12. #12 Wow
    April 14, 2011

    “In regard to “asterisms” -could you some time post star charts with easy-to-remember patterns pointing to naked eye stars known to have planets?”

    A lovely little asterism for binocular use is “The Coathanger” or Cr399 between the three constellations Aquila, Cygnus and Lyra:

    http://en.wikipedia.org/wiki/Brocchi%27s_Cluster

    And then there’s the ET cluster (Caldwell 13):

    http://en.wikipedia.org/wiki/NGC_457

    Which really requires a telescope and >30x magnification.

  13. #13 Wow
    April 14, 2011

    Leo is pretty obvious a constellation too, once you’ve worked out the head, trailed along the feet down to the tail. Hercules always throws me, mind. That little prancing pooftah always seems to be upside down and doing cartwheels so working out where the clucking bell he is is a chore.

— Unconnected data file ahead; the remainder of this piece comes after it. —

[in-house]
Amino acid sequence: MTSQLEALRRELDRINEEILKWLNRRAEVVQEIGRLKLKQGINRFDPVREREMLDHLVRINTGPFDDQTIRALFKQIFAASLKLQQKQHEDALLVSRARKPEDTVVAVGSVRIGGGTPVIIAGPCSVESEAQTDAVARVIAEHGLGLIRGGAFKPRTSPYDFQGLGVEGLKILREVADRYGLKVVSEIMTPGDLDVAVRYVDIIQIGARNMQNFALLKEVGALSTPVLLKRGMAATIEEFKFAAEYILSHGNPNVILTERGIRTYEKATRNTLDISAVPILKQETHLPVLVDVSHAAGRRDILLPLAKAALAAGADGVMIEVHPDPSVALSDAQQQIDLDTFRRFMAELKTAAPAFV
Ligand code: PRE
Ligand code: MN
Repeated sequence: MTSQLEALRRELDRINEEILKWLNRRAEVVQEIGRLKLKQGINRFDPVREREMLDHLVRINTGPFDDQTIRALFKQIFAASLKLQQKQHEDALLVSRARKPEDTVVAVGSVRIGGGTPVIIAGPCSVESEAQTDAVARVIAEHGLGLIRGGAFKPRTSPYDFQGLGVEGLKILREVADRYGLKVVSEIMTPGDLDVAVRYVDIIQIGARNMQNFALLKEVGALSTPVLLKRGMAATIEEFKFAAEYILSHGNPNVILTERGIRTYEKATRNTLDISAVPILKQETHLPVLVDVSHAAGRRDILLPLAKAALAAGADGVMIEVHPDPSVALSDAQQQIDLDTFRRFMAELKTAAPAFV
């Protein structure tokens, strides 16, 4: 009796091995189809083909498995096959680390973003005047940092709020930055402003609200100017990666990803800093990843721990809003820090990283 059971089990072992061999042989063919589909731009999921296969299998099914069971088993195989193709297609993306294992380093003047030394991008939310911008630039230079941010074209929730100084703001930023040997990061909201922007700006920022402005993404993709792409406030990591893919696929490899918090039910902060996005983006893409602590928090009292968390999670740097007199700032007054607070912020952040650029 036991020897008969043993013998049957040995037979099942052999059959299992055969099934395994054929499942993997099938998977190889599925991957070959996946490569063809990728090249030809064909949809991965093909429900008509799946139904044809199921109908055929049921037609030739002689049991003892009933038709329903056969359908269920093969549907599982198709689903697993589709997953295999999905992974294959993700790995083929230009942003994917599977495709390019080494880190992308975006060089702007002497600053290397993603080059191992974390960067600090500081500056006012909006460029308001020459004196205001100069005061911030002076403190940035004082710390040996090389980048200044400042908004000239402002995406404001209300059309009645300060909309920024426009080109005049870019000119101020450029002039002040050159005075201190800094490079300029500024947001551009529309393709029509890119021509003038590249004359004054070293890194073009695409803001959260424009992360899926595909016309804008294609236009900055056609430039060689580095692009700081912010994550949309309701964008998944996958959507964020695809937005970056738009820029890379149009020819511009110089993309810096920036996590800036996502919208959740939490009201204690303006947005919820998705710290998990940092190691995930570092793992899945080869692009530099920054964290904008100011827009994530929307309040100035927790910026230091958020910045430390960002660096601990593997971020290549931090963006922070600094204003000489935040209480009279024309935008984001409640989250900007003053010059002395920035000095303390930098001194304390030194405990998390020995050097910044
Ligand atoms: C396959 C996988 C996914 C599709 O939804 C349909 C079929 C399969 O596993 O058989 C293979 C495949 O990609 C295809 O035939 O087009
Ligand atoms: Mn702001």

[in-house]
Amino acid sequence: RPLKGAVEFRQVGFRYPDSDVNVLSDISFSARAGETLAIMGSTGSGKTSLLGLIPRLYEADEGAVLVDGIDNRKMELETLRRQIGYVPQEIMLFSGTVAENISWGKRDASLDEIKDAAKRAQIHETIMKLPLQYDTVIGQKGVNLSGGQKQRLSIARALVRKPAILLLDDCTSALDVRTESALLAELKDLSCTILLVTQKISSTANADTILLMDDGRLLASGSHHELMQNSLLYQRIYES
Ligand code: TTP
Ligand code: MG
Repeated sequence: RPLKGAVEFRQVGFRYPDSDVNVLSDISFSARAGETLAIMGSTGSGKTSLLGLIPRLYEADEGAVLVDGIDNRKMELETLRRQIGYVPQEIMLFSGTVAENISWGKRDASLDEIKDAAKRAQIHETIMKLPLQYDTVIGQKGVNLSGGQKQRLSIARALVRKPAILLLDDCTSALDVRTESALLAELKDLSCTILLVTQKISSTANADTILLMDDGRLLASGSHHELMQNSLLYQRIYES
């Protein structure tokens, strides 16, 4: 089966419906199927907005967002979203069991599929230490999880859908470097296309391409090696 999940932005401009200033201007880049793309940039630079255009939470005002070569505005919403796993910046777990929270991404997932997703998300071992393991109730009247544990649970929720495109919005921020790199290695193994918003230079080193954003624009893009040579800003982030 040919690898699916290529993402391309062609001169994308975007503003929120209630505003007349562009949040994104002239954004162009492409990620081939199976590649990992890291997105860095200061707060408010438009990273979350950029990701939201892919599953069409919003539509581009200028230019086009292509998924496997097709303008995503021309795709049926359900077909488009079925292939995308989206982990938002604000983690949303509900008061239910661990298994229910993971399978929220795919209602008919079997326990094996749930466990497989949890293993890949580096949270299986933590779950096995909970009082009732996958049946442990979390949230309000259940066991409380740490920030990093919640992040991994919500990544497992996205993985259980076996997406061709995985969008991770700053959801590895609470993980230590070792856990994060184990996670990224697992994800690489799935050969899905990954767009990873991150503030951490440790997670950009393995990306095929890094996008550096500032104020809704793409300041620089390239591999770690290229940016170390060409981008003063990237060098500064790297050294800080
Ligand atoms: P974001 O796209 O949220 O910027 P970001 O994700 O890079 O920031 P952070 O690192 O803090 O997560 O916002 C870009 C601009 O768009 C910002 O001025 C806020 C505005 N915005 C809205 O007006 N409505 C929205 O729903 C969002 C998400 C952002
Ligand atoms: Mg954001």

Leo leads you on to Virgo and Hercules (and Corona Borealis).

  14. #14 mike
    wellington nz
    November 23, 2013

    dear sir or madam

    this is gonna sound stupid but im gonna ask you anyway so here it goes

    i live in wellington nz and when i look up into the night sky and towards the south island i see a star that is so bright that im not sure i have noticed it b4
    first i believed i was mad but i hope you can shed some light on the star or give me some directions towards some soft ware or a web site i can visit to find out more information about its origins

    thank you for your time
    i look forward to hearing from you

    mike

    p.s I believe the brightest star in the sky is in the leo constellation so maybe its leo